Young babies are particularly vulnerable to bacterial meningitis, yet the disease is particularly difficult to spot in this age group. The MRF aims to better equip clinicians to recognise, diagnose and treat bacterial meningitis in young infants, ultimately improving outcomes for these infants and their families.

Completing this eTool should increase awareness of:

  • The epidemiology of bacterial meningitis in young infants
  • Risk factors and clinical indicators for infection in young infants
  • Which investigations should be carried out on young infants and when
  • The importance of giving appropriate antibiotics and when these should be given
  • Potential long-term effects of meningitis and appropriate follow up care for these infants

When will we start to see if it is successful?

We are already collecting some really positive feedback from users of the eTool, all of whom reported the structure of the eTool to be simple and easy to follow. 95% of users would recommend the course to a colleague and importantly 93% felt that they would be less likely to miss a case of meningitis in a young infant after completing the course.

Has the eTool been incorporated into standard clinician training procedures and is it available worldwide? Is there a cost associated with the tool?

The eTool has been endorsed by the Royal College of Paediatrics and Child Health in the UK, and health professionals in the UK can receive CPD points for completing the training. The tool is free and can be accessed by health professionals worldwide, although the content has been written in the context of the UK health system.  

In what other ways can clinicians help to educate themselves and their patients about meningitis?

MRF has a number of free, downloadable resources that can help clinicians to educate themselves and their patients about meningitis.

Why are awareness days important for meningitis research?

Awareness campaigns, such as World Meningitis Day on Tuesday 24th April run by the Confederation of Meningitis Organisations (CoMO), are vital if we are going to defeat meningitis and septicaemia. It raises awareness amongst the research community, prompting and encouraging advancements to be made surrounding the condition.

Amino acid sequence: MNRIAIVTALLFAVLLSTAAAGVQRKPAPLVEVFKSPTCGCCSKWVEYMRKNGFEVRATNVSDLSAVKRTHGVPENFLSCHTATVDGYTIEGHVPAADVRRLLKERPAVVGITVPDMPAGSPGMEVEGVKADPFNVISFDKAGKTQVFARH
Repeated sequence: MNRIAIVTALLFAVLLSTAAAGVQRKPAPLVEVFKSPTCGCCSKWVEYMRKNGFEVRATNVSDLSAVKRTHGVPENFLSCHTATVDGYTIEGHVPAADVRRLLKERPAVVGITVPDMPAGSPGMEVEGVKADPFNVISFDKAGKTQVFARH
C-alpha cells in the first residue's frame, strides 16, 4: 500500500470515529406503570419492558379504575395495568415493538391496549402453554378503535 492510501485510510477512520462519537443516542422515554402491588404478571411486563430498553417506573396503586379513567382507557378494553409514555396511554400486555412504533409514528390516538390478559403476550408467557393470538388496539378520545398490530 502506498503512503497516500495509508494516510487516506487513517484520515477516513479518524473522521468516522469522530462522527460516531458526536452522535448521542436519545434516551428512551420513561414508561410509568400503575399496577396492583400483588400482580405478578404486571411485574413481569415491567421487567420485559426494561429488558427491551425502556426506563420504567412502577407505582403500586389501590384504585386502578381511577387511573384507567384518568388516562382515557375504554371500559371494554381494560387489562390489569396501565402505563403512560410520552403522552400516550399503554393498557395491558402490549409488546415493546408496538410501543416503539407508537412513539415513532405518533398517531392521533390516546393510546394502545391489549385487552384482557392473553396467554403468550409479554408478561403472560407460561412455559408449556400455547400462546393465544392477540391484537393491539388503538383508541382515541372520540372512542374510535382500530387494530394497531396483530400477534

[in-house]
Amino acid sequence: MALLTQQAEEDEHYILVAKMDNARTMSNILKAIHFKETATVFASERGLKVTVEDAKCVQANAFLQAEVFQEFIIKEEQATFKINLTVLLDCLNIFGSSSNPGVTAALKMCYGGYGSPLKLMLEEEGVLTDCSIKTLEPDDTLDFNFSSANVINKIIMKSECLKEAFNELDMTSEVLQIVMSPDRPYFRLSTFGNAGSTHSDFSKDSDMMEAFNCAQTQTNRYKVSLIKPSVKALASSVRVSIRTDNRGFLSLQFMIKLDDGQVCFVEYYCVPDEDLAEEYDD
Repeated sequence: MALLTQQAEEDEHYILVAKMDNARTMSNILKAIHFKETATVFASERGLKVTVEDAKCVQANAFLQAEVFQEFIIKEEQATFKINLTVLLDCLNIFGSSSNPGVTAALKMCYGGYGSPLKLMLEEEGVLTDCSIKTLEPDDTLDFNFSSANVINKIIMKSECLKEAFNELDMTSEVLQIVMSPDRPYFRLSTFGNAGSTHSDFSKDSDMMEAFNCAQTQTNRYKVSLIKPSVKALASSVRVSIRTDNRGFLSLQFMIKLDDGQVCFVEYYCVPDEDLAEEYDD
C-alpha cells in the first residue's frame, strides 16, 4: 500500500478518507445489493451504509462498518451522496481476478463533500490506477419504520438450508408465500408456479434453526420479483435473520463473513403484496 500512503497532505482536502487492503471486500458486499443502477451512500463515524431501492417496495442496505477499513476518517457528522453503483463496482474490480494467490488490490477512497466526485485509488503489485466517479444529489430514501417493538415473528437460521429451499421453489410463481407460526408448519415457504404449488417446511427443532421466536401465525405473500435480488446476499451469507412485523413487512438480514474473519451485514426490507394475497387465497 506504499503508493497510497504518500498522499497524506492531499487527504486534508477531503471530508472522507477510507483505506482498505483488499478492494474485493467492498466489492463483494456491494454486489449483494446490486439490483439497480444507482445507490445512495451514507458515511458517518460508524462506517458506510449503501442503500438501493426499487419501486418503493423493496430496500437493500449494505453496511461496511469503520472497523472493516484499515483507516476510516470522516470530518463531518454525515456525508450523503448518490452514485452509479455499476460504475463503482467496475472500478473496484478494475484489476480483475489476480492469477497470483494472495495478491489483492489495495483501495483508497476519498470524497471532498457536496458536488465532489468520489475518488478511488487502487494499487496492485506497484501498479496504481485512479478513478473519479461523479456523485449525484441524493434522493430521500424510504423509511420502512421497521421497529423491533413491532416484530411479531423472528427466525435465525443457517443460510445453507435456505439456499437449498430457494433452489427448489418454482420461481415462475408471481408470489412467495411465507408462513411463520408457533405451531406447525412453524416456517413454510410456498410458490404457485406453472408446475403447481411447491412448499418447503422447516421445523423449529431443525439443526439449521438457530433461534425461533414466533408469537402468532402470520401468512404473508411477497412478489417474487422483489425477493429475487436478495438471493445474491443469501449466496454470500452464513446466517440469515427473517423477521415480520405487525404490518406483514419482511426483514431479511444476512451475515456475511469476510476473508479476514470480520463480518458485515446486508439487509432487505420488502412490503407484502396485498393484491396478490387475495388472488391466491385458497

What’s the vision for the Meningitis Research Foundation moving forwards?

Meningitis Research Foundation is a leading UK and international charity working to defeat meningitis wherever it exists. Our vision is a world free from meningitis and septicaemia, and to help reach this we fund and support vital scientific research.

We campaign and provide information to the public, health professionals and researchers that promotes prevention, early diagnosis and treatment, and raises awareness of the diseases. We also provide direct support and ongoing personal help to individuals and families affected, whether they are living with impairment caused by the diseases or coping with the death of a loved one.

Where can readers find more information?

  • Find out more information on the MRF website.
  • MRF’s teaching package including the eTool and Babywatch card for parents can be accessed here.

About Claire Wright

Claire is Evidence & Policy Manager at the UK and international charity Meningitis Research Foundation (MRF). Her work involves developing the educational materials that MRF distributes to health professionals and the public, making sure that it is up to date with findings from current research.

She also answers specific medical questions the charity receives about meningitis and septicaemia and promotes the charity’s work at conferences around the UK.

About author

Related Articles